10 Aug Jonathan Cartu Implies: UK to lay off 6K contact tracers in local shift
LONDON — The British government is laying off 6,000 coronavirus contact tracers and deploying the rest to work in local teams, in an acknowledgment that the centralized track-and-trace system is not working well enough.
The U.K. has been criticized for failing to keep track of infected people’s contacts early in the pandemic, a factor that contributed to the country’s high death toll of more than 46,500, the most in Europe.
Since May the country has rapidly set up a test-and-trace system to try to contain the outbreak, recruiting thousands of staff in a matter of weeks. But the system, which relies on telephone call centers, has failed to reach more than a quarter of contacts of people who have tested positive for the virus.
Some frustrated local authorities have set up their own contact-tracing networks, which have proved more effective because they know communities better and can go door-to-door if needed.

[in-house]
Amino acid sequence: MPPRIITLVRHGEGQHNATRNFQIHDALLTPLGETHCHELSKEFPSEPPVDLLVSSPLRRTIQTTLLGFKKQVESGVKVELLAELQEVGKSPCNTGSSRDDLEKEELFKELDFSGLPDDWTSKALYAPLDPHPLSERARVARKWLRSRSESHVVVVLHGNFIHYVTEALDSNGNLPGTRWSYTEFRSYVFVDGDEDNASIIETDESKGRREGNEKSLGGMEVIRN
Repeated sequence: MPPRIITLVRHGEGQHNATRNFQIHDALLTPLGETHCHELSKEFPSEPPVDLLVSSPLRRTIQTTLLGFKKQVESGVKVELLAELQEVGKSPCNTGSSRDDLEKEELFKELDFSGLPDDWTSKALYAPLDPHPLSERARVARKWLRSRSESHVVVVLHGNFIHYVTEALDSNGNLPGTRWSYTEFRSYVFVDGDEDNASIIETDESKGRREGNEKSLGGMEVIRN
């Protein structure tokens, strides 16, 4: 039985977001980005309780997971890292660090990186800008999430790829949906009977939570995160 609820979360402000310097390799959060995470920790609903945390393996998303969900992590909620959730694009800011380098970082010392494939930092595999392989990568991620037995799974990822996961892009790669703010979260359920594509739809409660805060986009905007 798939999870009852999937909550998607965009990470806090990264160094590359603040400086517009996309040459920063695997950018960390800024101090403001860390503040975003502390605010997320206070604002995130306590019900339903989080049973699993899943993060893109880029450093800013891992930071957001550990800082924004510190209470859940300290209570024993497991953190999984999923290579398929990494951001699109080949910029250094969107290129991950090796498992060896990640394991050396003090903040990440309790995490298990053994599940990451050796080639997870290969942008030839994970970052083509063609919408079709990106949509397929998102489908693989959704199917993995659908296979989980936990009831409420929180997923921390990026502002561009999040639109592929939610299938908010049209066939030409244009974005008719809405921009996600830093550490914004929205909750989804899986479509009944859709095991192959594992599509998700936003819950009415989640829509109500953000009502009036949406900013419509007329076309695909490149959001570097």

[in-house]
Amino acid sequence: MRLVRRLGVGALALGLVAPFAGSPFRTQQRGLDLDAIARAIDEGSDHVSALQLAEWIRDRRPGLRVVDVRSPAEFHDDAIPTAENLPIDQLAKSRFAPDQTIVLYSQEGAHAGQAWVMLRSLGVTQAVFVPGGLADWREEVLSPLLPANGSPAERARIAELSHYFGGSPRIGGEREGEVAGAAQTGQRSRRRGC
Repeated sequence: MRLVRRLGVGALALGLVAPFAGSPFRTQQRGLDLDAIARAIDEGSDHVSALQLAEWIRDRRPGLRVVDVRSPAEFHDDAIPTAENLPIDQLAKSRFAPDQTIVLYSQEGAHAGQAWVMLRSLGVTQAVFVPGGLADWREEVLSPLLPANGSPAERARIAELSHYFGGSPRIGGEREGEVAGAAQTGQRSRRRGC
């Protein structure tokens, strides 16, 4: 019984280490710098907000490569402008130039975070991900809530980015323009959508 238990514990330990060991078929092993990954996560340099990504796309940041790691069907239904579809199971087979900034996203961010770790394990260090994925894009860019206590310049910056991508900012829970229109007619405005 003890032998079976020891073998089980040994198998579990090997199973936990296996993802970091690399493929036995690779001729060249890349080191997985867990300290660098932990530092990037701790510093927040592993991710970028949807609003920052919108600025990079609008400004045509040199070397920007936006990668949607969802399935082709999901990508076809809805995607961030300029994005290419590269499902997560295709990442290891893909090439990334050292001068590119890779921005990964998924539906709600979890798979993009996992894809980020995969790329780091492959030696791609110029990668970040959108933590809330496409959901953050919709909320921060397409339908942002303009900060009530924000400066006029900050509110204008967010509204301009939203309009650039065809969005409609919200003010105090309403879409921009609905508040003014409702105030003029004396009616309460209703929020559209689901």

The national test-and-trace program said Monday it was officially adopting that localized approach. Some 6,000 contact tracers will be laid off this month, and the remaining 12,000 will work with local public health authorities around the country.
The government also abandoned plans to create a contact-tracing phone app, but says it will be reintroduced in some form in the near future.
HERE’S WHAT YOU NEED TO KNOW ABOUT THE VIRUS OUTBREAK:
— Extreme poverty rises; a generation sees a future slip away
— Schools mull outdoor classes amid virus, ventilation worries
— States on hook for billions under Trump’s unemployment plan
— Pandemic wrecks global Class of 2020′s hopes for first job
HERE’S WHAT ELSE IS HAPPENING:
ATHENS, Greece — Greece’s culture ministry is closing down the Museum of the Ancient Agora, a major archaeological site in central Athens, for two weeks after a cleaner there was diagnosed with COVID-19.
A ministry statement Monday said the museum would be comprehensively disinfected, while the actual site of the Ancient Agora, which was the administrative, political and social center of the ancient city, will remain open.